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What happens if you take a group of artists working in different genres and media and put them all onstage together? That’s the impetus behind the Brooklyn Performance Combine, which will take place this Saturday night, June 3, and feature one sound artist, two poets, six visual artists, six choreographers, one performance company, three musicians, several aerialists, and one meteorologist (a performer in her own right!).

According to the official description, the structure of the event is as follows:

A timer will start the countdown for the performance. Each artist will be programmed to begin and end at a time designated through chance operations within the 120-minute interval. At times a poet will be reading while a sound artist is performing. A dancer will enter, perform and depart. Sounds will overlap. There will be silence. Every aspect of the performance will be unrehearsed, live, spontaneous, and uninterrupted. Audiences can come and go as the event clock ticks out of time.

Dancer/choreographer Brandon Collwes will perform with singer/songwriter Chris Blacker in Norte Maar’s Brooklyn Performance Combine (photo by Paco Blancas)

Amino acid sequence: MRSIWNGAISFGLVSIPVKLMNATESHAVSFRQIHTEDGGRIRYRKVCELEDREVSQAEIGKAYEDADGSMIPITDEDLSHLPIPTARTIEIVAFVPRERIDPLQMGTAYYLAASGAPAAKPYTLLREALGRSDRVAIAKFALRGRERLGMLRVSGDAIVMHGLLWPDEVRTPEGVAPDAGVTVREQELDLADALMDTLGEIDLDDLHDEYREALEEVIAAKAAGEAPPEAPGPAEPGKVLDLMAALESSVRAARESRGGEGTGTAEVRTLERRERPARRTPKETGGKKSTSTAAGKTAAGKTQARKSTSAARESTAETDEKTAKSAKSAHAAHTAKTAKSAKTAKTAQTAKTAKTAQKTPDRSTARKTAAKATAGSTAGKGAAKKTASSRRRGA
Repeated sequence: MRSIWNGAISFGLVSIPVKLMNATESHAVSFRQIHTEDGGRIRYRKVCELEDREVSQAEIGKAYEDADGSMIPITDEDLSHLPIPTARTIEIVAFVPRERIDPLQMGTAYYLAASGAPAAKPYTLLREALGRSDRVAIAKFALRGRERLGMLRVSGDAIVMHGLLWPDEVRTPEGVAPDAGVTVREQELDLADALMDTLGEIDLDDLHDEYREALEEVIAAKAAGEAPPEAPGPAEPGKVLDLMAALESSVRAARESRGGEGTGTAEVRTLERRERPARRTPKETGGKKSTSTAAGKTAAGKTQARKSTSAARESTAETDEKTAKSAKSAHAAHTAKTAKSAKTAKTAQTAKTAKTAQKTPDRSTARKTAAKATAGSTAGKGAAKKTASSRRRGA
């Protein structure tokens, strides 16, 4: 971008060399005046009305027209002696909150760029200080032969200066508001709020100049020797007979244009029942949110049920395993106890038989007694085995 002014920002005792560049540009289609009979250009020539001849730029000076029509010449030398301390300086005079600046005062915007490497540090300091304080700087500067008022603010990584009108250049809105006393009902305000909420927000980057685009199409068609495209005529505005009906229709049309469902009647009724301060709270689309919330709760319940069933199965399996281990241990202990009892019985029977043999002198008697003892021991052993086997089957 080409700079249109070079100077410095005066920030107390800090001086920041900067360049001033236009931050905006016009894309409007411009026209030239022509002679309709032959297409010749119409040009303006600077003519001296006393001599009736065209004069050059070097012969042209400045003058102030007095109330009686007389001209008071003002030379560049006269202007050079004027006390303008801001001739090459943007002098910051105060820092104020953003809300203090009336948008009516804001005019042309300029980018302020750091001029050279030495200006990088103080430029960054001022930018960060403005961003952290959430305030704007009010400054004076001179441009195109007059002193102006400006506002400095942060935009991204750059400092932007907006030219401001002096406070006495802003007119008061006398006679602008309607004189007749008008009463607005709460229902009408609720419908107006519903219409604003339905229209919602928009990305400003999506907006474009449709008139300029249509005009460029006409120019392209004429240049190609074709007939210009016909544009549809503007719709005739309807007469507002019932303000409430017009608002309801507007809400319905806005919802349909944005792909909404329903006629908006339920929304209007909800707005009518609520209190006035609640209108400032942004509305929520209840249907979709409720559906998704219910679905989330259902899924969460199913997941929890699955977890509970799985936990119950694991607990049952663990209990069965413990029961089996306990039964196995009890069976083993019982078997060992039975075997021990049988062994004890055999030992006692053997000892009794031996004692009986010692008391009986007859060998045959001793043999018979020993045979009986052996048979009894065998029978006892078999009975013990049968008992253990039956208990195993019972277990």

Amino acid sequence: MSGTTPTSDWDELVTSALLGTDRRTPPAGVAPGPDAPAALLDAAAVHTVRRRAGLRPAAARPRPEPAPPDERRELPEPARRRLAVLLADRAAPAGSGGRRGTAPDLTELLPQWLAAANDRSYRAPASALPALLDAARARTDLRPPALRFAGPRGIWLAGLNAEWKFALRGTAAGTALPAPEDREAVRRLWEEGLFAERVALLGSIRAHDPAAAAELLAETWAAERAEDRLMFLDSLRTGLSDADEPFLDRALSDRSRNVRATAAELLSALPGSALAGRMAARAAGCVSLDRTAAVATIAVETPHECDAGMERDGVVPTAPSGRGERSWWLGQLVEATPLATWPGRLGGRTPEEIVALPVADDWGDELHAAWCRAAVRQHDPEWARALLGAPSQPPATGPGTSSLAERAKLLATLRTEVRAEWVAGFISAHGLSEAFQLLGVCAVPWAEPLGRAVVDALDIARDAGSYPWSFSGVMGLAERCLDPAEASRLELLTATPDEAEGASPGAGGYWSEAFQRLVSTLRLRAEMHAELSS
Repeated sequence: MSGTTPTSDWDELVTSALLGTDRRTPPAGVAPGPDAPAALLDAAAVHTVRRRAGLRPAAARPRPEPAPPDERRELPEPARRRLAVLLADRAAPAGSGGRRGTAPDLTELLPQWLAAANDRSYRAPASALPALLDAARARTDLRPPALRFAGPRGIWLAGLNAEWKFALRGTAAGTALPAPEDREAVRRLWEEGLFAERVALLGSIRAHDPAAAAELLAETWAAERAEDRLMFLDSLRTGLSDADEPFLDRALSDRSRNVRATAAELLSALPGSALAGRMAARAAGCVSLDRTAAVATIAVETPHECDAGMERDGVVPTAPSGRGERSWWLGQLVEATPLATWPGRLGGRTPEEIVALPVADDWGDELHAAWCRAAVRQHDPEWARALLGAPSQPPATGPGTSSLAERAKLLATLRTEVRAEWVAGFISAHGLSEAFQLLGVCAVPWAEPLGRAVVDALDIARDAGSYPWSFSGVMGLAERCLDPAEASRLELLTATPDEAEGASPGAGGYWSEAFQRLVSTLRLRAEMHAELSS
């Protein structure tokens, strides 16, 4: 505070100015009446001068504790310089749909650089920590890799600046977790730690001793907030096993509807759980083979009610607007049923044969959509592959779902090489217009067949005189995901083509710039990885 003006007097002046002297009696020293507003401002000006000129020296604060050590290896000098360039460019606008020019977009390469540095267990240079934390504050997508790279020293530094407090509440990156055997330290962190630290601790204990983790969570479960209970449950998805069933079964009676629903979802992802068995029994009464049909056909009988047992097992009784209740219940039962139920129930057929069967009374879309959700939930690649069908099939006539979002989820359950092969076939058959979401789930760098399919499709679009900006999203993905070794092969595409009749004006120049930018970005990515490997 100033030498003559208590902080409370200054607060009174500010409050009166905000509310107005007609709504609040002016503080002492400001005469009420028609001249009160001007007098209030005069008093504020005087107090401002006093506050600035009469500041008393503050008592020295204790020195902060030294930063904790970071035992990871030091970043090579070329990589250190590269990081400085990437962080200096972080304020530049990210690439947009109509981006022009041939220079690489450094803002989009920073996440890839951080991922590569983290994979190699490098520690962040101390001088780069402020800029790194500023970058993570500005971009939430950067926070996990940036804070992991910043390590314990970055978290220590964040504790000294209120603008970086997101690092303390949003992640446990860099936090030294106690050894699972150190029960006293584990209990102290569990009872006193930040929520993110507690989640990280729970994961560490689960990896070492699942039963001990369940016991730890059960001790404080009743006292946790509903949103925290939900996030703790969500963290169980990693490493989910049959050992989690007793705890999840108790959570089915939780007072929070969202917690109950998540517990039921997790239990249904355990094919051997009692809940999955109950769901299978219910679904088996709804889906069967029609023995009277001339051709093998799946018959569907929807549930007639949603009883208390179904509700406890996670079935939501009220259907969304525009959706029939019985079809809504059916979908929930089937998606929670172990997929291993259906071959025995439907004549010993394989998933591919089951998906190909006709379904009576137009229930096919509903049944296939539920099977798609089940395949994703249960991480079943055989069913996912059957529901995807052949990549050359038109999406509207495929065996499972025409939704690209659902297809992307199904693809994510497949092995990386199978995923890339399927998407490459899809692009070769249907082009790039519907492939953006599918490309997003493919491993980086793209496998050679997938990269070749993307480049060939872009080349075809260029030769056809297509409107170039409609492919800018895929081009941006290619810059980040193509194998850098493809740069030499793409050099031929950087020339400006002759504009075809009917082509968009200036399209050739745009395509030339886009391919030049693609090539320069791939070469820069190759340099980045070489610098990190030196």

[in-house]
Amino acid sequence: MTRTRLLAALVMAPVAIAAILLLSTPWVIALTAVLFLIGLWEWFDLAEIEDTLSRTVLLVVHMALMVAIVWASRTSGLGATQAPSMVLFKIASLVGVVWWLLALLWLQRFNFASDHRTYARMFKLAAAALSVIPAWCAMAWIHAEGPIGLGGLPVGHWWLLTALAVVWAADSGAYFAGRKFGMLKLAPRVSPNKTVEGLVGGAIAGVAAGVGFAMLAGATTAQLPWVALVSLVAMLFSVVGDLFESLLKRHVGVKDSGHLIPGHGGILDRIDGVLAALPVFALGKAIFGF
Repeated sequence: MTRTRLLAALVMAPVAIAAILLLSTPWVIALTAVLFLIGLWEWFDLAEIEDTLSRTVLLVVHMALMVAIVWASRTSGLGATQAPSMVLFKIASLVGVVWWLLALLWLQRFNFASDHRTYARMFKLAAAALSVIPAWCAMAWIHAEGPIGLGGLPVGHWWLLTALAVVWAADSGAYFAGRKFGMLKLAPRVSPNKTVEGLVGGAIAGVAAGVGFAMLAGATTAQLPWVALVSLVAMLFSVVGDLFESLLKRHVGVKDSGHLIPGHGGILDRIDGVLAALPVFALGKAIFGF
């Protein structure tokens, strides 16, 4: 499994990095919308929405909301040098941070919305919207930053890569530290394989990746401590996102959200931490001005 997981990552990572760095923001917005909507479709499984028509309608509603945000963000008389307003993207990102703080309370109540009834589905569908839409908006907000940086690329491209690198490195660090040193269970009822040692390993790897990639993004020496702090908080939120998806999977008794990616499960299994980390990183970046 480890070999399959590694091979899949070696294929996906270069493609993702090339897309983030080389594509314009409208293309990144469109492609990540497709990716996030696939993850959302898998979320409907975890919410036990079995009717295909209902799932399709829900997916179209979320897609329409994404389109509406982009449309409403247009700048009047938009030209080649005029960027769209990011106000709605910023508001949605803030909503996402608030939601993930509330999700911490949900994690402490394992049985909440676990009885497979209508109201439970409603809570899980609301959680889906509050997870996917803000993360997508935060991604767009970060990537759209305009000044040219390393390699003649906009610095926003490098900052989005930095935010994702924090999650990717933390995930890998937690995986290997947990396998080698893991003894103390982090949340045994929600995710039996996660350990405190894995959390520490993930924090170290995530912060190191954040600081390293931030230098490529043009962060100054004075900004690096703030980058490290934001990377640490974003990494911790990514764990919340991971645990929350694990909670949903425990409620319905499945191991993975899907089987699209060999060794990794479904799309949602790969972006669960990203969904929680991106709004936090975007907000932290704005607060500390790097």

Among the highlights are a collaborative poetry dance between choreographer Molissa Fenley and poet Bob Holman, with a giant painting by Roy Fowler, and dance theater artist Ara Fitzgerald’s performance as P.T. Barnum, who’s likened to Donald Trump.

The event is being organized by Brooklyn arts nonprofit Norte Maar, which produced the first Brooklyn Performance Combine in 2014 in conjunction with the Brooklyn Museum’s Crossing Brooklyn exhibition. Writer James Panero attended that first iteration and called it “an electrifying synergy that was part celebration, part exorcism.” Set up in a new home, warehouse circus school the Muse, this year’s combine should be a real ball.

When: Saturday, June 3, 7–9pm ($15–40)
Where: The Muse (350 Moffat Street, Bushwick, Brooklyn)

More info here

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Jillian Steinhauer

Jillian Steinhauer is a former senior editor of Hyperallergic. She writes largely about the intersection of art...